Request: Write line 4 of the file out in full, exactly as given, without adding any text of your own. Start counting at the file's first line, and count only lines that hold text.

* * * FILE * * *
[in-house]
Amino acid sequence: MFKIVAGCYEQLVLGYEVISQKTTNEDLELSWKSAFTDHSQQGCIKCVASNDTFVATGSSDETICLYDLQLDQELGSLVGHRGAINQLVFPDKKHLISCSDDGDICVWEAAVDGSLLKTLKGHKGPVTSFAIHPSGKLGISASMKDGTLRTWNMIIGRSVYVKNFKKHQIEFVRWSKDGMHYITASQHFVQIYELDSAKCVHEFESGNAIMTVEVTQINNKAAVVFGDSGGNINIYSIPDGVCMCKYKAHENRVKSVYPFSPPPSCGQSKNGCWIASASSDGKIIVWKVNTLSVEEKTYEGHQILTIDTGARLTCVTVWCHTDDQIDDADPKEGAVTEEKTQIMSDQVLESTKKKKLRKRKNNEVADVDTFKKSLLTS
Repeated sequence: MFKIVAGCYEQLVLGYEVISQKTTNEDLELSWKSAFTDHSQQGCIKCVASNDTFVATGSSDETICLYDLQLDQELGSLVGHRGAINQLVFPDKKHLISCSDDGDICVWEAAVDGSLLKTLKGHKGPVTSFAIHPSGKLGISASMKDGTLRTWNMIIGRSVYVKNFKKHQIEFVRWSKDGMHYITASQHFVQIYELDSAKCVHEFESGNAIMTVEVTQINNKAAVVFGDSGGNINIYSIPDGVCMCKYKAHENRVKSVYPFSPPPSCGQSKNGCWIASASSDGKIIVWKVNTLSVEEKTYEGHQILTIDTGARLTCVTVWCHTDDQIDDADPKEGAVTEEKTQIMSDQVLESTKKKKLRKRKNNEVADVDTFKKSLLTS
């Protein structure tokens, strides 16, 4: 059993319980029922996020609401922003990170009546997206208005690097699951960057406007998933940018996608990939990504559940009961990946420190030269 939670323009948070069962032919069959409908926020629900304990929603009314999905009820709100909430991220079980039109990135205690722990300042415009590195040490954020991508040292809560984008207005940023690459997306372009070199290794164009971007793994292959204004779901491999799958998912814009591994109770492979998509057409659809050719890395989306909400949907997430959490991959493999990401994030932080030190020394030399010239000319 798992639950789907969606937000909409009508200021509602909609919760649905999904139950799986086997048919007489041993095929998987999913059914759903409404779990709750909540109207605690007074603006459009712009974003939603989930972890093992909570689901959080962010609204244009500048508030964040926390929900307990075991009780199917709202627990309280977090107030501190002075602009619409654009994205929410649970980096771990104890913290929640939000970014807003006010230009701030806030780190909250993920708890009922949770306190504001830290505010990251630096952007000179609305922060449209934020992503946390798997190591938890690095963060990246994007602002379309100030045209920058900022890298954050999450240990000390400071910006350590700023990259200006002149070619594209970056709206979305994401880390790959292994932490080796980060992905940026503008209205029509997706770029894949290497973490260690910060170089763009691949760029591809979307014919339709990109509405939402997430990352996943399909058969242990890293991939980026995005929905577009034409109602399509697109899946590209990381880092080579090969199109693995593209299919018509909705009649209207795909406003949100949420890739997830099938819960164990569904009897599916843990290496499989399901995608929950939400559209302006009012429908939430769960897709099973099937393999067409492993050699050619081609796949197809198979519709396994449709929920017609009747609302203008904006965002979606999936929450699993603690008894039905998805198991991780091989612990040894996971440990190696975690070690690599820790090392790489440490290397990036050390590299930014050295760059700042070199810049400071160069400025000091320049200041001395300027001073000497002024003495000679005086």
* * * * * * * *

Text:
């Protein structure tokens, strides 16, 4: 059993319980029922996020609401922003990170009546997206208005690097699951960057406007998933940018996608990939990504559940009961990946420190030269 939670323009948070069962032919069959409908926020629900304990929603009314999905009820709100909430991220079980039109990135205690722990300042415009590195040490954020991508040292809560984008207005940023690459997306372009070199290794164009971007793994292959204004779901491999799958998912814009591994109770492979998509057409659809050719890395989306909400949907997430959490991959493999990401994030932080030190020394030399010239000319 798992639950789907969606937000909409009508200021509602909609919760649905999904139950799986086997048919007489041993095929998987999913059914759903409404779990709750909540109207605690007074603006459009712009974003939603989930972890093992909570689901959080962010609204244009500048508030964040926390929900307990075991009780199917709202627990309280977090107030501190002075602009619409654009994205929410649970980096771990104890913290929640939000970014807003006010230009701030806030780190909250993920708890009922949770306190504001830290505010990251630096952007000179609305922060449209934020992503946390798997190591938890690095963060990246994007602002379309100030045209920058900022890298954050999450240990000390400071910006350590700023990259200006002149070619594209970056709206979305994401880390790959292994932490080796980060992905940026503008209205029509997706770029894949290497973490260690910060170089763009691949760029591809979307014919339709990109509405939402997430990352996943399909058969242990890293991939980026995005929905577009034409109602399509697109899946590209990381880092080579090969199109693995593209299919018509909705009649209207795909406003949100949420890739997830099938819960164990569904009897599916843990290496499989399901995608929950939400559209302006009012429908939430769960897709099973099937393999067409492993050699050619081609796949197809198979519709396994449709929920017609009747609302203008904006965002979606999936929450699993603690008894039905998805198991991780091989612990040894996971440990190696975690070690690599820790090392790489440490290397990036050390590299930014050295760059700042070199810049400071160069400025000091320049200041001395300027001073000497002024003495000679005086």